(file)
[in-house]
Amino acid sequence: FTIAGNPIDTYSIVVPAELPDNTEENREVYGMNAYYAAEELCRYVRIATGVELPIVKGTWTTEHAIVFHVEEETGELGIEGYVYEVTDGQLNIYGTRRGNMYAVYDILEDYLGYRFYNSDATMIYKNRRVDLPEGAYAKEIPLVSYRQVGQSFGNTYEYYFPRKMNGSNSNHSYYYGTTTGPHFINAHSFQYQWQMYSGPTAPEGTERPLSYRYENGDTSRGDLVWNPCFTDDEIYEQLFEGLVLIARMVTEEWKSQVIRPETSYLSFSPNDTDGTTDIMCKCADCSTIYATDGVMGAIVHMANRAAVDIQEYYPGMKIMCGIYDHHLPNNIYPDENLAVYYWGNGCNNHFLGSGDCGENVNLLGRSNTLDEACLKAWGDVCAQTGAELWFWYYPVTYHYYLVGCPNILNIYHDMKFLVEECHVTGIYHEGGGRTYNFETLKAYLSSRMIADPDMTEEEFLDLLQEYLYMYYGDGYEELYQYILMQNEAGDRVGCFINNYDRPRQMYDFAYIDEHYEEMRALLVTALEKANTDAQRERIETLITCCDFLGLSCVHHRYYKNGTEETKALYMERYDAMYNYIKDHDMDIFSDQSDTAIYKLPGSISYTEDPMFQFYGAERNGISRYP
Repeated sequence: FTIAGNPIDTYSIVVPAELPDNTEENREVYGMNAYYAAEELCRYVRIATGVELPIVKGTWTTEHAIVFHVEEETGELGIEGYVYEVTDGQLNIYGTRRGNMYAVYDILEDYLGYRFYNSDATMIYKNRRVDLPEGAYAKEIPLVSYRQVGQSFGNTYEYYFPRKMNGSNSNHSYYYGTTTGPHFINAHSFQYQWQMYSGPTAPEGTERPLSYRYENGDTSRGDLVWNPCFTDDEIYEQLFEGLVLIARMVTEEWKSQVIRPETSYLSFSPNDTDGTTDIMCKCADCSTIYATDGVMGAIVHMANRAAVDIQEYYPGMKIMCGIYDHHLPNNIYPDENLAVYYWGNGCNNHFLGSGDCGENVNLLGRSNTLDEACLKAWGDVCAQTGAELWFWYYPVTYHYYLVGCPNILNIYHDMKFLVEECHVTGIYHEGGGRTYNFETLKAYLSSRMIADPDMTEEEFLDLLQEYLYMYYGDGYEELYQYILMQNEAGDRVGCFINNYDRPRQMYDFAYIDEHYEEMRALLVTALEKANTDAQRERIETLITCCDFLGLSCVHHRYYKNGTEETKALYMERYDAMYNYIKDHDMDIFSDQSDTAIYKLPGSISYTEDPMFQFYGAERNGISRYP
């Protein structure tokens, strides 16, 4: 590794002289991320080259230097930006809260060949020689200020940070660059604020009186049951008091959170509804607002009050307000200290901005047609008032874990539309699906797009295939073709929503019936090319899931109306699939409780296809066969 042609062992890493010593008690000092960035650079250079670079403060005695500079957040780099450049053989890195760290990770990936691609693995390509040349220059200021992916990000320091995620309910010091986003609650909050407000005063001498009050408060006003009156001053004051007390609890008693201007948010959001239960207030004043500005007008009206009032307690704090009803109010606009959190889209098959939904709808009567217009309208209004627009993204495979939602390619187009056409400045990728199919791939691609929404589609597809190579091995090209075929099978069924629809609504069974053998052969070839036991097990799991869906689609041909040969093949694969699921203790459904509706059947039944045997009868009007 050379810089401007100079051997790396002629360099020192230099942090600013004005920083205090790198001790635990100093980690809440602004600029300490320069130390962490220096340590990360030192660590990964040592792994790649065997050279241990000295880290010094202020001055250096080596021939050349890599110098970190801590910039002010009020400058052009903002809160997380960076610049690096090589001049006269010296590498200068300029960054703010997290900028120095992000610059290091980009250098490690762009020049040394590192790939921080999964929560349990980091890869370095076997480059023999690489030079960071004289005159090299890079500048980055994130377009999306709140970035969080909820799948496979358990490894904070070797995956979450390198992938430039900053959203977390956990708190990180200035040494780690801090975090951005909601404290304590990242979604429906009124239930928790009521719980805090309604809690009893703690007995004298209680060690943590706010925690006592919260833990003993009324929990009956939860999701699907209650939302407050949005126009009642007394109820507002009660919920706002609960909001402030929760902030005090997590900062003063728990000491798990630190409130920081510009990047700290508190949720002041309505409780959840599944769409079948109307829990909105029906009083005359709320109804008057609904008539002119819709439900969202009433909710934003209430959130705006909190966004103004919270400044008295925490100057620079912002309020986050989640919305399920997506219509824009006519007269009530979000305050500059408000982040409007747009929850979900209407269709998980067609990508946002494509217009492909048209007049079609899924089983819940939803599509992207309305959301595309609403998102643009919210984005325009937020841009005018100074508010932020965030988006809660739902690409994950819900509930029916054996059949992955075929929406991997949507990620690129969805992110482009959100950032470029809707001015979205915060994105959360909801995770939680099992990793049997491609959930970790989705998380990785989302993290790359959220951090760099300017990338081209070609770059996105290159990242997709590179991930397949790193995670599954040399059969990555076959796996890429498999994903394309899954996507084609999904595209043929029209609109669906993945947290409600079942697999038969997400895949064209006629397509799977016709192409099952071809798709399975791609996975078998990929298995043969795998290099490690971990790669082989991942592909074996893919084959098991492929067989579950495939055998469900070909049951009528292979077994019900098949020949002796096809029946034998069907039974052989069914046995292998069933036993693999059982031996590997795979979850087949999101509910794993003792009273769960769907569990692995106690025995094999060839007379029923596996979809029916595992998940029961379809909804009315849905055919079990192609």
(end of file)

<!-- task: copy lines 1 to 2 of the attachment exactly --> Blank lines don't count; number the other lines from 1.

[in-house]
Amino acid sequence: FTIAGNPIDTYSIVVPAELPDNTEENREVYGMNAYYAAEELCRYVRIATGVELPIVKGTWTTEHAIVFHVEEETGELGIEGYVYEVTDGQLNIYGTRRGNMYAVYDILEDYLGYRFYNSDATMIYKNRRVDLPEGAYAKEIPLVSYRQVGQSFGNTYEYYFPRKMNGSNSNHSYYYGTTTGPHFINAHSFQYQWQMYSGPTAPEGTERPLSYRYENGDTSRGDLVWNPCFTDDEIYEQLFEGLVLIARMVTEEWKSQVIRPETSYLSFSPNDTDGTTDIMCKCADCSTIYATDGVMGAIVHMANRAAVDIQEYYPGMKIMCGIYDHHLPNNIYPDENLAVYYWGNGCNNHFLGSGDCGENVNLLGRSNTLDEACLKAWGDVCAQTGAELWFWYYPVTYHYYLVGCPNILNIYHDMKFLVEECHVTGIYHEGGGRTYNFETLKAYLSSRMIADPDMTEEEFLDLLQEYLYMYYGDGYEELYQYILMQNEAGDRVGCFINNYDRPRQMYDFAYIDEHYEEMRALLVTALEKANTDAQRERIETLITCCDFLGLSCVHHRYYKNGTEETKALYMERYDAMYNYIKDHDMDIFSDQSDTAIYKLPGSISYTEDPMFQFYGAERNGISRYP